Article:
What’s the cure for a board hangover?
Wednesday, March 02, 2016
A hangover usually refers to "discomfort from overindulging." More recently, it is the name of a movie about a bachelor party gone wrong in Las Vegas.
But a hangover should not describe a board or any of its directors.
In governance, a hangover is caused by a bad experience, bad behavior or a bad year. It can be recognized by a statement such as, "I don't trust you because last year I remember what a problem we had."
For instance, the prior year of board service was characterized as distrustful and unproductive. Directors complained they had no power while others seemed to have too much power. Meetings were characterized by trivia rather than achievement.
Most directors are able to get over the past and focus on the future. For them, a bad year is chalked up to experience.
But some directors can't let go. You recognize it in their emails, their body language at the board table and in their comments about feeling "left out" or disheartened by the processes. They are the "hangovers."
So what's the remedy for these hangovers?
In science, there is little agreement on treating a hangover. In governance, letting go of the past and addressing the behavior may use varied approaches.
Guiding principles: Many boards agree on a set of principles or values to guide their actions. Check to see whether they include values such as communications (avoiding secrets), transparency (access to information) and collaboration (working as a team). If there has been a breach of the principles — for example, secrets kept by the officers or staff — encourage open discussion about the concerns. The principles should frame board decisions.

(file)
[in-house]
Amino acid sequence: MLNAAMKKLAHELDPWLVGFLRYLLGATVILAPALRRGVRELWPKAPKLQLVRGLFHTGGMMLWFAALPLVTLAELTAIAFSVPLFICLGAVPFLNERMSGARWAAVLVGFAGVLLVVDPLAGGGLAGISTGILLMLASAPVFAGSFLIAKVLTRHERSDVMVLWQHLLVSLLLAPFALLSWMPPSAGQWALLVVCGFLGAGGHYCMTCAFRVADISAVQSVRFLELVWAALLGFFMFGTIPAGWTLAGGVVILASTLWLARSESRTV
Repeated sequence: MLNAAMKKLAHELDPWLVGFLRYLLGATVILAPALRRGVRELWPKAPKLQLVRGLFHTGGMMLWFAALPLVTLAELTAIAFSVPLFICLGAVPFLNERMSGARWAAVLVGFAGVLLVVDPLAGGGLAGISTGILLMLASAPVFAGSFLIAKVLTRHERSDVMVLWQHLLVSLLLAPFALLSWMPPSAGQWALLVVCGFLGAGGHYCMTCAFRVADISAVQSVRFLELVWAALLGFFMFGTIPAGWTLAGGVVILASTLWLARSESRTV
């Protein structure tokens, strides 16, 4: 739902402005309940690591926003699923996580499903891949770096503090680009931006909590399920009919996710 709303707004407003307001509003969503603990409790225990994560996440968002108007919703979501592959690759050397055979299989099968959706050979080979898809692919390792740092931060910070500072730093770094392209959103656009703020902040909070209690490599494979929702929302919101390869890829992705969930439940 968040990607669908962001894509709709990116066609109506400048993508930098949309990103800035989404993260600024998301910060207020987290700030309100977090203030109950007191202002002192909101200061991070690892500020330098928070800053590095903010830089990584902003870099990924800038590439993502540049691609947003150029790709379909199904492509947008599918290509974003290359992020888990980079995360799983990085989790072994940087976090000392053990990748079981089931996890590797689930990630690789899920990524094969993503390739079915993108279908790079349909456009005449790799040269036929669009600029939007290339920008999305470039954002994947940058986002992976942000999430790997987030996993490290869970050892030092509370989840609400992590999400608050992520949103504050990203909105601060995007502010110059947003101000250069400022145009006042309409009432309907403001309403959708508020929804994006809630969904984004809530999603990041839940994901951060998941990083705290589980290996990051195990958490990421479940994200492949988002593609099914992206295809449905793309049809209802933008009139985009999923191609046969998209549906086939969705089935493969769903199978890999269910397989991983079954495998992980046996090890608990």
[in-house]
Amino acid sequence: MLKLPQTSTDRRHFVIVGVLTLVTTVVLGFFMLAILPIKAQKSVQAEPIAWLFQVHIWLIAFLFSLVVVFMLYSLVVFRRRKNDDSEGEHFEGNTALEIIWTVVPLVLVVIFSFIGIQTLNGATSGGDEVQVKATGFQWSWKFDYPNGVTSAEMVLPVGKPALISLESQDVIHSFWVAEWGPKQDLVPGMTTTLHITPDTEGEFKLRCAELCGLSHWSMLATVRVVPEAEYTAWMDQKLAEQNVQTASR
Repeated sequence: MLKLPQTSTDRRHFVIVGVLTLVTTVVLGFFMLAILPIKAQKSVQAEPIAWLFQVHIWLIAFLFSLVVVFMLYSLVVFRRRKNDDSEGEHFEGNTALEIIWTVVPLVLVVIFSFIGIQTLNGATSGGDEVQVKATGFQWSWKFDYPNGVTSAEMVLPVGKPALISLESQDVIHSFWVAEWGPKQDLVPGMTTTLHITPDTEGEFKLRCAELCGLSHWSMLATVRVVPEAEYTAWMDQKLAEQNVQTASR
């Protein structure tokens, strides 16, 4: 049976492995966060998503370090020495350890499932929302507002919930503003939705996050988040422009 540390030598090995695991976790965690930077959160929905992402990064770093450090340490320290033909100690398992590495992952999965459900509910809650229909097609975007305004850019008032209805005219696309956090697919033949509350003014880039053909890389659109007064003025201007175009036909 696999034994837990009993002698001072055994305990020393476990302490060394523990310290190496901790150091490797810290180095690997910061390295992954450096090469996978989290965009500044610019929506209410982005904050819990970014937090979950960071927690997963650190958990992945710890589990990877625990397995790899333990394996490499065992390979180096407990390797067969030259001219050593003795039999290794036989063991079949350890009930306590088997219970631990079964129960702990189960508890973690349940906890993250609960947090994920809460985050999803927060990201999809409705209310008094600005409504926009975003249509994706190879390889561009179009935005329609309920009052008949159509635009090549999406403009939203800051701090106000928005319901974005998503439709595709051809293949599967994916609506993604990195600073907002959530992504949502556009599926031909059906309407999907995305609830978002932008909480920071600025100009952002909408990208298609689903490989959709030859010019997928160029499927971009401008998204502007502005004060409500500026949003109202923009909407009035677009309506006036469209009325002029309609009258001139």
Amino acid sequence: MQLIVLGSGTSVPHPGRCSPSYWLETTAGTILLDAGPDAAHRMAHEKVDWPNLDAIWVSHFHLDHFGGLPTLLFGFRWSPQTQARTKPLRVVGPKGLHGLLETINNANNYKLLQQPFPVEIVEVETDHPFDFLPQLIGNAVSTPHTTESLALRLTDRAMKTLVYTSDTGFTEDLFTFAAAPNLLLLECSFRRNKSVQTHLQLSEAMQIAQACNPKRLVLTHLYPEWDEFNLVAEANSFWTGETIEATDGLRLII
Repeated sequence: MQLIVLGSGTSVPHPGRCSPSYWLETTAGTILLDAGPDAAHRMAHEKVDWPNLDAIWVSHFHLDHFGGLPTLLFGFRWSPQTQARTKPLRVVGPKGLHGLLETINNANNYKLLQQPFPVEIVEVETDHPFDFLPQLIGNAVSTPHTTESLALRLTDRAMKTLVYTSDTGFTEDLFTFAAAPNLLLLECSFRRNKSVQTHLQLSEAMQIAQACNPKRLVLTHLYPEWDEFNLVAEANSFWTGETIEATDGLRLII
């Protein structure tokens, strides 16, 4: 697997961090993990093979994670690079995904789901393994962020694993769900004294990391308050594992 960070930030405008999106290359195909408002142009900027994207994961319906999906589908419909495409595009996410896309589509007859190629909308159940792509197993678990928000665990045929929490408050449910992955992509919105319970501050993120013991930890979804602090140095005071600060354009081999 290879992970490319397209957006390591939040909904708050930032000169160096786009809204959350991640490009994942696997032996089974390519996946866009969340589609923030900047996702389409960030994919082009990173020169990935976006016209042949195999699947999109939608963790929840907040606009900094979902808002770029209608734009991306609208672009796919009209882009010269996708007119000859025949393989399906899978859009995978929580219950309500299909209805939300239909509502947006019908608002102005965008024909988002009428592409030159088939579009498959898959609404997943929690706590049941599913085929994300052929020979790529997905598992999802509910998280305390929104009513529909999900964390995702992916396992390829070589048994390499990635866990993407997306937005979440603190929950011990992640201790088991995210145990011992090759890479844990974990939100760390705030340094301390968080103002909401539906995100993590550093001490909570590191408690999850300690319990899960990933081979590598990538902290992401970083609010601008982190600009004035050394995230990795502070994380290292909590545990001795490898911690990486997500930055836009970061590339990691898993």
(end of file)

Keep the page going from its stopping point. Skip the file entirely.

Listen: When directors feel an injustice, take time to listen. Their feelings can't be "swept under the rug." Convene a meeting — outside of a duly-called board meeting — in which directors and staff are invited to speak openly and address concerns. The process of venting may be what it takes to move past the hangover.
Future focus: A board's job is to guide the future. If some directors insist on looking in the rearview mirror, basing decisions on the past, it will be injurious to progress. Reach agreement that directors' focus should be on the future, not the past. Suggest the theme "Vision 2020" to drive discussions rather than talking about last year.
Use dashboards: If distrust or misinformation is the problem, consider better reporting methods. Set some performance measures around the problems and commit to openly reporting. For example, if the board distrusts meetings of the executive committee, offer reports immediately following decisions. If finances were the concern, provide access to budgetary information. Identify a few areas the board wants improved performance and report on them with agreed-upon metrics and dashboards.
Call a spade a spade: It's possible that some directors simply can't let go. In that case, they will be unable to focus on the future and to carry out their fiduciary duties. The board chair or officers should have a friendly chat about the problem. If the change in behavior seems futile, maybe there is a better role for that person or it's time to let go so the leadership can move on.
Hangovers — directors who can't move forward because of past digressions in the organization — need to be addressed. Transform distrust into an environment that embraces collaboration, communication and transparency to move forward.
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